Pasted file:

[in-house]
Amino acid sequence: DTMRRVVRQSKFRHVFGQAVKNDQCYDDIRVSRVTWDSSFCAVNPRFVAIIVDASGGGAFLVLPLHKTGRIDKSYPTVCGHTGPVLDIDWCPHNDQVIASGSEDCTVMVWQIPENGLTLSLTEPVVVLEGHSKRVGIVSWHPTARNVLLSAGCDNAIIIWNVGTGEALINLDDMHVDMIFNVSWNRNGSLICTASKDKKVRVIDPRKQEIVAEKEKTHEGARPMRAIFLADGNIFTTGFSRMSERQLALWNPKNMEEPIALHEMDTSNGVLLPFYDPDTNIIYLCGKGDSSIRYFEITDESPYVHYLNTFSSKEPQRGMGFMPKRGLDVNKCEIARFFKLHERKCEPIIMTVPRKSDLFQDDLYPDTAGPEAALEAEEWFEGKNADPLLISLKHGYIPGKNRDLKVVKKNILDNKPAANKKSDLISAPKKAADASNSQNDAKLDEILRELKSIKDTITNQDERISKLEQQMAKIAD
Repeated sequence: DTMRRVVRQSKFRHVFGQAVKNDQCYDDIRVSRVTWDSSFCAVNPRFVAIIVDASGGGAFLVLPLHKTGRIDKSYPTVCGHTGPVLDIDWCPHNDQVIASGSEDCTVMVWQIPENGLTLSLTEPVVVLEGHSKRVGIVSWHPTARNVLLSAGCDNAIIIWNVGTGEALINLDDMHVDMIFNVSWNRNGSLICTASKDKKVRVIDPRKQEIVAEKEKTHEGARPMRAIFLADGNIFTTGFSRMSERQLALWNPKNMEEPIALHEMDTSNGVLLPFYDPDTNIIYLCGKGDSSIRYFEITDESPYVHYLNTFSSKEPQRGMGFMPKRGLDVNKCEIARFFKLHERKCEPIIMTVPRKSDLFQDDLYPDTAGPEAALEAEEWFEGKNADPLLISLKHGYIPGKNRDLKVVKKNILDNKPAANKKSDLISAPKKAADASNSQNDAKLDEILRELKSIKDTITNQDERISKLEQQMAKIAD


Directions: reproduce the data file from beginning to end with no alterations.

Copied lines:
[in-house]
Amino acid sequence: DTMRRVVRQSKFRHVFGQAVKNDQCYDDIRVSRVTWDSSFCAVNPRFVAIIVDASGGGAFLVLPLHKTGRIDKSYPTVCGHTGPVLDIDWCPHNDQVIASGSEDCTVMVWQIPENGLTLSLTEPVVVLEGHSKRVGIVSWHPTARNVLLSAGCDNAIIIWNVGTGEALINLDDMHVDMIFNVSWNRNGSLICTASKDKKVRVIDPRKQEIVAEKEKTHEGARPMRAIFLADGNIFTTGFSRMSERQLALWNPKNMEEPIALHEMDTSNGVLLPFYDPDTNIIYLCGKGDSSIRYFEITDESPYVHYLNTFSSKEPQRGMGFMPKRGLDVNKCEIARFFKLHERKCEPIIMTVPRKSDLFQDDLYPDTAGPEAALEAEEWFEGKNADPLLISLKHGYIPGKNRDLKVVKKNILDNKPAANKKSDLISAPKKAADASNSQNDAKLDEILRELKSIKDTITNQDERISKLEQQMAKIAD
Repeated sequence: DTMRRVVRQSKFRHVFGQAVKNDQCYDDIRVSRVTWDSSFCAVNPRFVAIIVDASGGGAFLVLPLHKTGRIDKSYPTVCGHTGPVLDIDWCPHNDQVIASGSEDCTVMVWQIPENGLTLSLTEPVVVLEGHSKRVGIVSWHPTARNVLLSAGCDNAIIIWNVGTGEALINLDDMHVDMIFNVSWNRNGSLICTASKDKKVRVIDPRKQEIVAEKEKTHEGARPMRAIFLADGNIFTTGFSRMSERQLALWNPKNMEEPIALHEMDTSNGVLLPFYDPDTNIIYLCGKGDSSIRYFEITDESPYVHYLNTFSSKEPQRGMGFMPKRGLDVNKCEIARFFKLHERKCEPIIMTVPRKSDLFQDDLYPDTAGPEAALEAEEWFEGKNADPLLISLKHGYIPGKNRDLKVVKKNILDNKPAANKKSDLISAPKKAADASNSQNDAKLDEILRELKSIKDTITNQDERISKLEQQMAKIAD